Ralph Ellison enlightened me on writers and their social responsibilities--like with Hemingway, I'd just never thought of his writing in this sense: "Artists such as Hemingway were seeking a technical perfection [I agree with that] rather than moral insight. (Or should we say that theirs was a morality of technique? [Very interesting way of looking at it]) They desired a style stripped of unessentials, one that would appeal without resorting to what was considered worn-out rhetoric, or best of all without any rhetoric whatsoever. [Yes, true; no rhetoric!] It was felt that through the default of the powers that ruled society the artist had as his major task the 'pictorial presentation of the evolution of a personal problem.' [Yes, Hemingway as Hemingway as Hemingway] Instead of recreating and extending the national myth as he did this, the writer now restricted himself to elaborating his personal myth." [page 38, Shadow and Act, 1994.]
thegrowlingwolf MD ("The Doctor Is In")
I can save your life, perhaps; I've been a fan of almonds all my life. When I lived in New Orleans, I loved to go to Gallatoire's and eat trout almondine--oh God, the buttery and crisp goodness of those fresh rainbows, swimming in toasted almond slivers--Jesus, those were good times--but don't want to get sentimental--I hate crybabies--except when I was a kid and sort of believed in "rasslin'" for a mad while--I used to watch the weekly matches from Chicago we got on early CABLE television and one of my very favorite rasslers was Cry Baby Bob Corby. Oh jesus, poor old Bob used to get the crap beat and kicked out of him, so bad that he would back into a corner, get down on his knees, put his hands up in the praying stance (can hands stand? Sure they can hand stand and do the hand can-can at the same hands of time), and then start bawling like a baby and going "Pleeez, Pleeezz," and then just when his opponent was taking consideration of Bob's walloped appearance and finding kindness tugging at his heart, Bob would barrelass head-first into the considerate opponent's midsection and soon have the brute in one of his famous leg locks or half-nelson holds we kids called "tearjerkers."
But almonds, folks. I eat 2 lbs a day and have for--oh hell, let's see, 10 years--with the hulls; they've got to have the hulls. They think almonds originally came from China or Central Asia--hey, are my eyes turning almond? But they are beaucoup healthy, so thus saith this Zarathustra.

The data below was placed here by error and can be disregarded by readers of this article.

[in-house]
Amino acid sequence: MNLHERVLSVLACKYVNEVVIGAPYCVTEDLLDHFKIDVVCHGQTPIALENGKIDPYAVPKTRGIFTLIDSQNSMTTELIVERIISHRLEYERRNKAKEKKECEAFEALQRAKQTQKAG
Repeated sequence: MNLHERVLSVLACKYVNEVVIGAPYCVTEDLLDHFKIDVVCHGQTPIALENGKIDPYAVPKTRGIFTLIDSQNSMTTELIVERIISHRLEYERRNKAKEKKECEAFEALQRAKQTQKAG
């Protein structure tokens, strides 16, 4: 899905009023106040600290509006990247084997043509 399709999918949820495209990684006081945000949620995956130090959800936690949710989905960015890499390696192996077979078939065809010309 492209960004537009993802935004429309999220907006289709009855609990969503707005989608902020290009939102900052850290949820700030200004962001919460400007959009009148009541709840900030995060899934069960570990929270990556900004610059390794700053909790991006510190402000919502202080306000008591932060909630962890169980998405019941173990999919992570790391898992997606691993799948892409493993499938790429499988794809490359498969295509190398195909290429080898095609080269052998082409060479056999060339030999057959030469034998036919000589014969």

- Almonds are among the earliest cultivated foods in history.
- Almonds are thought to have originated in China and Central Asia.
- Explorers brought almonds back with them, and before long almond trees flourished.
- Almonds, like most nuts, were thought to have too much fat to be a healthy snack.
- But research has debunked that belief as an old myth.
- One study showed that three ounces of almonds a day actually lowered a person's cholesterol by 14 percent.
- Munching on almonds helps people feel satisfied and less inclined to overeat at dinner!
- Ninety percent of the fat in almonds is unsaturated fat, and frequent consumption, as a result, could help lower blood cholesterol levels.
- Of course, since almonds are a plant based food, they contain no cholesterol.
- Almonds are loaded with protein, fiber, calcium, magnesium, potassium, vitamin E and other antioxidants and phytochemicals.
- Almonds have been shown to promote good health, especially when they are part of a healthful diet consisting of fruits, vegetables, and low fat whole grain products.
- According to one study, almonds are a well balanced food.
- They contain the right kind of fats-monounsaturated and some polyunsaturated, so they help lower low-density lipoprotein (LDL), the bad cholesterol, while not touching the high-density, or good cholesterol levels.
- The folic acid in almonds is believed to help lower levels of homocystein, the amino acid that is thought to contribute to the buildup of fatty plaque in the arteries.
- And studies have shown links between nut (especially almond) consumption and lower risk of cancer, diabetes, Alzheimer's disease, and other chronic illnesses.
- In a nutshell, almonds are an excellent source of fiber, vitamin E, zinc, selenium, copper, potassium, phosphorus, biotin, riboflavin, niacin and iron.
- Almonds are the most nutritious of all nuts.
What a site; health, news, scams, corporate lying exposed, even some trickbag shit being pulled by California almond growers. I may add this site to my sidebar over there with l hat and wood s lot (and I apologize to the Canadian beaver (he has to be busy as one to keep this wonderful site so full of info and interesting) for not diving into wood s lot lately--I will correct that swiftly).
thegrowlingwolf (not a real doctor)
for The Daily Growler